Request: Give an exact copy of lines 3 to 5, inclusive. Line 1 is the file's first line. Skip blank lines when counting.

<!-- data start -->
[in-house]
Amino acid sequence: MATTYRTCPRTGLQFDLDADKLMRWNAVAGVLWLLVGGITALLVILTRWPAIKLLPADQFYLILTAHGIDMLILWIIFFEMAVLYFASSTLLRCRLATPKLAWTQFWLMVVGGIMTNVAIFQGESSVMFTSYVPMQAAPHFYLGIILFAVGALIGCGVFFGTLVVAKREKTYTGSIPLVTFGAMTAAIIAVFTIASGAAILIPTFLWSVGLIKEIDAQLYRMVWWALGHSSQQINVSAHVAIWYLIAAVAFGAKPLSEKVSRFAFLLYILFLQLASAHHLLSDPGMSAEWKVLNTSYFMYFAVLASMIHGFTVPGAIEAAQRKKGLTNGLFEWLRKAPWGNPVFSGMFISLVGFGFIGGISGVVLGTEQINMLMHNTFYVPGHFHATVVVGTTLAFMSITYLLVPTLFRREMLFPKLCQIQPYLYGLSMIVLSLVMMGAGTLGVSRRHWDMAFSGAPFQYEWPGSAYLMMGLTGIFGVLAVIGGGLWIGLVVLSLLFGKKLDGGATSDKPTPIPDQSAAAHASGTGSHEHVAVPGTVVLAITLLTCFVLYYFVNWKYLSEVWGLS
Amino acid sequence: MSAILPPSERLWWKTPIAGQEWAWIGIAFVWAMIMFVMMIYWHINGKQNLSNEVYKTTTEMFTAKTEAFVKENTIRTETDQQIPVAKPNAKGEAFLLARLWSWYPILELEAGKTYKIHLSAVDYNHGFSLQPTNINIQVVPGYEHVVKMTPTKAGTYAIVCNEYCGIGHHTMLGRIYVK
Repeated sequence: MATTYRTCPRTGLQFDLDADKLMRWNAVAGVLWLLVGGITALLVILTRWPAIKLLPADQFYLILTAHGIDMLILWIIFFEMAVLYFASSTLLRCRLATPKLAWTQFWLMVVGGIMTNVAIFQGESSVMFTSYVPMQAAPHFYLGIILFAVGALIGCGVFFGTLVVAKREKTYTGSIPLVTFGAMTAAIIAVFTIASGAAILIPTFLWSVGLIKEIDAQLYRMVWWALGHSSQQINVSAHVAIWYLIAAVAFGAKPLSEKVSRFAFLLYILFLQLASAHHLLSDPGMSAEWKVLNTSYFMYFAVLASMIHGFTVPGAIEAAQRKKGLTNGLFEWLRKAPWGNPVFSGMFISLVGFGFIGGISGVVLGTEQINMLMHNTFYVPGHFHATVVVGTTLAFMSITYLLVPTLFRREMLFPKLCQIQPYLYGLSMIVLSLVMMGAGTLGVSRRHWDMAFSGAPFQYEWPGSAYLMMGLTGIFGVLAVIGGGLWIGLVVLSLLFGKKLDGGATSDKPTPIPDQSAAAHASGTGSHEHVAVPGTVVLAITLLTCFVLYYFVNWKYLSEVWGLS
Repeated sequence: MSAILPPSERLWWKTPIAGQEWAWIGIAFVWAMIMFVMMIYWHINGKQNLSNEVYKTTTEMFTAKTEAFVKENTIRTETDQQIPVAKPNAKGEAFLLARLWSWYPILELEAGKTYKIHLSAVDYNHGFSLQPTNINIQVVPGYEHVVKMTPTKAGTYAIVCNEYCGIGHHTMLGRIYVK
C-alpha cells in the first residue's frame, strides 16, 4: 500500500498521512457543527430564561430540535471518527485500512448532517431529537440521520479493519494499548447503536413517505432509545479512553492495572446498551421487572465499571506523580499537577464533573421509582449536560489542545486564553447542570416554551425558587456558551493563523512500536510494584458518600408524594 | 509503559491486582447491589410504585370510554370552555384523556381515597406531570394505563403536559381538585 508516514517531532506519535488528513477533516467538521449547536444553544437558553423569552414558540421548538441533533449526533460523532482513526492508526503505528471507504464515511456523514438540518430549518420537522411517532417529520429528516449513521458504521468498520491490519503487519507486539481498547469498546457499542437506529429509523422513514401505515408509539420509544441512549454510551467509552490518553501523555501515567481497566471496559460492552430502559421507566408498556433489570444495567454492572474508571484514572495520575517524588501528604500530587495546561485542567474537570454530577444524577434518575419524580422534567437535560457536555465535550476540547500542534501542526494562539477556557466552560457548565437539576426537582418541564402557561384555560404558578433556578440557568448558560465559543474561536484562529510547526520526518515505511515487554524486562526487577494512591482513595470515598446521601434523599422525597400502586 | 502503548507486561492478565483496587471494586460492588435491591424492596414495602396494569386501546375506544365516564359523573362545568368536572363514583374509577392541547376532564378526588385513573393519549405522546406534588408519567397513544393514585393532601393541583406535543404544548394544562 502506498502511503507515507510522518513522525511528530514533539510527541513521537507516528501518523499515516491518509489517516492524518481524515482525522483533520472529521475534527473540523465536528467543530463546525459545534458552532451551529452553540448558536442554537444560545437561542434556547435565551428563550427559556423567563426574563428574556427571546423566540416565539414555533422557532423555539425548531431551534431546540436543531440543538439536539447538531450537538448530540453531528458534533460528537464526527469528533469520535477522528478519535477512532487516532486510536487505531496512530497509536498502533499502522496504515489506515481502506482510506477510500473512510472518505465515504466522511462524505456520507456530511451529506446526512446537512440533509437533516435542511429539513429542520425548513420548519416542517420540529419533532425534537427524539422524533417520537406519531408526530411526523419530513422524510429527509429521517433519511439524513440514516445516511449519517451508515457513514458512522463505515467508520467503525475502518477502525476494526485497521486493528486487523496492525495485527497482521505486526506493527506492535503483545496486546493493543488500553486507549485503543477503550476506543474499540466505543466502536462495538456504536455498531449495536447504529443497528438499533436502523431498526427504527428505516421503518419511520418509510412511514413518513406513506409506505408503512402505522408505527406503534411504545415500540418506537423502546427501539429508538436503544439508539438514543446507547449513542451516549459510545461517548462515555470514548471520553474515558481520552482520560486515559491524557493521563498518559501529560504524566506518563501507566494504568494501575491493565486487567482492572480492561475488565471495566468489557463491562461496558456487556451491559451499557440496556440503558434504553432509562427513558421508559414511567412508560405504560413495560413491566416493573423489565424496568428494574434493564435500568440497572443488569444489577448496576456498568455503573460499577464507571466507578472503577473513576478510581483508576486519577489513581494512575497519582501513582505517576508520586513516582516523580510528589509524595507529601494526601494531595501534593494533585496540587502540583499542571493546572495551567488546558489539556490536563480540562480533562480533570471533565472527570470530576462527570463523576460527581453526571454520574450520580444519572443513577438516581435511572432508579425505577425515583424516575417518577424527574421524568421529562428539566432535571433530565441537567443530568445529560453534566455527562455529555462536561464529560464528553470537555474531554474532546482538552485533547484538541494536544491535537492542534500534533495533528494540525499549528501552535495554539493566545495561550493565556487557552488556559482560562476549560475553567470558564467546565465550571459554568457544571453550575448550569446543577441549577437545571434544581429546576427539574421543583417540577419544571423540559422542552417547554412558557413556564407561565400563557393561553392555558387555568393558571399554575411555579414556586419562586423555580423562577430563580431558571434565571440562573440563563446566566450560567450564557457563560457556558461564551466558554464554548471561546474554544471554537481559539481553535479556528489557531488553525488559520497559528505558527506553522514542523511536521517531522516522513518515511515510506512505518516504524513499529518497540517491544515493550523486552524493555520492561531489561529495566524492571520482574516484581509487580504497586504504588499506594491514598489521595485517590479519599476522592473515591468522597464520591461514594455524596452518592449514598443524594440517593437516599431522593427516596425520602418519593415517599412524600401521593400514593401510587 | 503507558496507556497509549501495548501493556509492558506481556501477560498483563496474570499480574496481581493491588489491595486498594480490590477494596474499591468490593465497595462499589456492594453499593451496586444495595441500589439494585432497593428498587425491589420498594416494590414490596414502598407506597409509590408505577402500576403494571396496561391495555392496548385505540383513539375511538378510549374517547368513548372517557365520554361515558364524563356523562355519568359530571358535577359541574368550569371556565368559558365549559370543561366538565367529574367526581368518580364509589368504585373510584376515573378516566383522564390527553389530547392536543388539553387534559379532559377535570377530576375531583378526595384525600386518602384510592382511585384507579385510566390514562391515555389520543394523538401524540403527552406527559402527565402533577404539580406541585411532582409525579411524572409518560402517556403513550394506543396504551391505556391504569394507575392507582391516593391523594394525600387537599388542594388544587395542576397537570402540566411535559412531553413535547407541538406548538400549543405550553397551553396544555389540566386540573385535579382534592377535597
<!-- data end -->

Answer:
Amino acid sequence: MSAILPPSERLWWKTPIAGQEWAWIGIAFVWAMIMFVMMIYWHINGKQNLSNEVYKTTTEMFTAKTEAFVKENTIRTETDQQIPVAKPNAKGEAFLLARLWSWYPILELEAGKTYKIHLSAVDYNHGFSLQPTNINIQVVPGYEHVVKMTPTKAGTYAIVCNEYCGIGHHTMLGRIYVK
Repeated sequence: MATTYRTCPRTGLQFDLDADKLMRWNAVAGVLWLLVGGITALLVILTRWPAIKLLPADQFYLILTAHGIDMLILWIIFFEMAVLYFASSTLLRCRLATPKLAWTQFWLMVVGGIMTNVAIFQGESSVMFTSYVPMQAAPHFYLGIILFAVGALIGCGVFFGTLVVAKREKTYTGSIPLVTFGAMTAAIIAVFTIASGAAILIPTFLWSVGLIKEIDAQLYRMVWWALGHSSQQINVSAHVAIWYLIAAVAFGAKPLSEKVSRFAFLLYILFLQLASAHHLLSDPGMSAEWKVLNTSYFMYFAVLASMIHGFTVPGAIEAAQRKKGLTNGLFEWLRKAPWGNPVFSGMFISLVGFGFIGGISGVVLGTEQINMLMHNTFYVPGHFHATVVVGTTLAFMSITYLLVPTLFRREMLFPKLCQIQPYLYGLSMIVLSLVMMGAGTLGVSRRHWDMAFSGAPFQYEWPGSAYLMMGLTGIFGVLAVIGGGLWIGLVVLSLLFGKKLDGGATSDKPTPIPDQSAAAHASGTGSHEHVAVPGTVVLAITLLTCFVLYYFVNWKYLSEVWGLS
Repeated sequence: MSAILPPSERLWWKTPIAGQEWAWIGIAFVWAMIMFVMMIYWHINGKQNLSNEVYKTTTEMFTAKTEAFVKENTIRTETDQQIPVAKPNAKGEAFLLARLWSWYPILELEAGKTYKIHLSAVDYNHGFSLQPTNINIQVVPGYEHVVKMTPTKAGTYAIVCNEYCGIGHHTMLGRIYVK